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March 09, 1943 - Image 4

Resource type:
Text
Publication:
The Michigan Daily, 1943-03-09

Disclaimer: Computer generated plain text may have errors. Read more about this.


r: _--

Prof. Slosson
To Give Speech
On Svereign ty
Discussion Sponsored
By Post-War Council
Tomorrow at League
A brief speech by Prof. Preston
Slosson on "National Sovereignty-
Should It Be Limited?" will open a
panel discussion sponsored by the
Post-War Council at 8 p.m. tomor-
row in the League.'
After the remarks by Prof. Slosson,
Prof. Wolfgang Kraus of the politi-
cal science department and Mr. Max
Dresden of the physics department
discuss the subject with him.
The floor will also take part in the
discussion after the general outlining
of the topic. Harold Sokwitne, '46,
chairman of the panel, syas that the
extent to which limitation of national
sovereignty should extend will also
be debated.
The Post-War Council will conduct
the first of two special panels for the
service men on campus on next Mon-
day. Prof. Joseph Yamagiwa of the
Japanese department will speak on
"Post-War Japan."
Positions Openf
For Petitioning
On WAA Board
Petitioning for positions on the
Women's Athletic Association Board
having begun yesterday will con-
tinue throughout the week, according
to Nancy Filstrup, '43, president of
the organization.
Those interested may secure peti-
tions either at tae League, Barbour
gym or the WAB, and these must be
completely filled out and returned to
the WAB only, by Saturday noon.
Executive positions which are to
be filled are: president, vice-presi-
dent, secretary, treasurer, awards
chairman, publicity manager, inter-
house manager, dormitory, sorority,
league house managers, and repre-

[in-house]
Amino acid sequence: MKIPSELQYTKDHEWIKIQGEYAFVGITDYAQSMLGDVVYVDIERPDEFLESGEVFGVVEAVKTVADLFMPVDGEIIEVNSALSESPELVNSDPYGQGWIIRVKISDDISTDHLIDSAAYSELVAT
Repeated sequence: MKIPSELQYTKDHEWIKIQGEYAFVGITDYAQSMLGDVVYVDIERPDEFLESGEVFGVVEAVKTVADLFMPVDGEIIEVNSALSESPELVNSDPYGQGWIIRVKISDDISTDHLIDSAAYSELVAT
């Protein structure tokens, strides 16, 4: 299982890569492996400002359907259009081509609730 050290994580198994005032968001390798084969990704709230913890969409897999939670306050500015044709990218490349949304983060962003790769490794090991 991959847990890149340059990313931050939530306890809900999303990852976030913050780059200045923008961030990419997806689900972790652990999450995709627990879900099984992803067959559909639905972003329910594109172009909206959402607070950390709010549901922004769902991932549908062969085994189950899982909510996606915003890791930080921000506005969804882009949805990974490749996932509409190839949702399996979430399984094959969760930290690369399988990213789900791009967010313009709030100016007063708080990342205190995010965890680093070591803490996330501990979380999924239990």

sentative of the American Federation
of College Women.
Anyone may petition for two execu-
tive offices, and except for the office
of president, all classes are equally
privileged to petition, second-semes-
ter freshmen included. In order to
petition for the office of president,
however, a woman must have served
one year on the board and be of jun-
ior standing at that time. All candi-
dates must be academically eligible.
New feature this year, is the open-
ing of most of the sports manager
jobs to the petitioning process. Sports
leaders positions which are to be
filled are as follows: archery, bad-
minton, basketball, bowling, fencing,
golf, hockey, lacrosse, outdoor sports,
ping pong, University Women's Rid-
ing Club, rifle, swimming, softball,
and tennis.
NOTICES
There will be a meeting of Sig-
ma Rho Tau, the engineering
speech society, at 7:30 p.m. today
in Room 214, West Engineering
Building. All interested fresh-
men, transfer students, and up-
perclassmen are invited.
Interviews for those who have
petitioned for Assembly positions
will be held from 3:30 p.m. to 5:30
p.m. Wednesday through Friday
in the Undergraduate Office of
the League.

SPEAKER AT MUSIC SCHOOL:

i

V'Qc l M irni leluguu l eU.Sc'.

Dr. P. H. Furfey
To Talk T kdaiy

is"y Teltor F'r
"America is the richest nation In
all the world in vocal material,"
Frederick Jagel, Metropolitan opera
tenor who will appear on the May
Festival program, told music school
students in a guest lecture yesterday
in the Lydia Mendelssohn Theatre.
Importance of Ideals
Jagel spoke on the problems of a
professional singing career, the train-
ing necessary and he illustrated with
incidents from hislife. He stressed
the importance of setting up high
ideals in regard to music, saying that
it is not merely a question of eco
nomic competition, but that any mu-
sician should try to give the greatest
he can to his art.
Before beginning his study for the
opera the famed tenor studied with
an Italian teacher. After this he got
a position in a Broadway movie house
and sang with an orchestra for two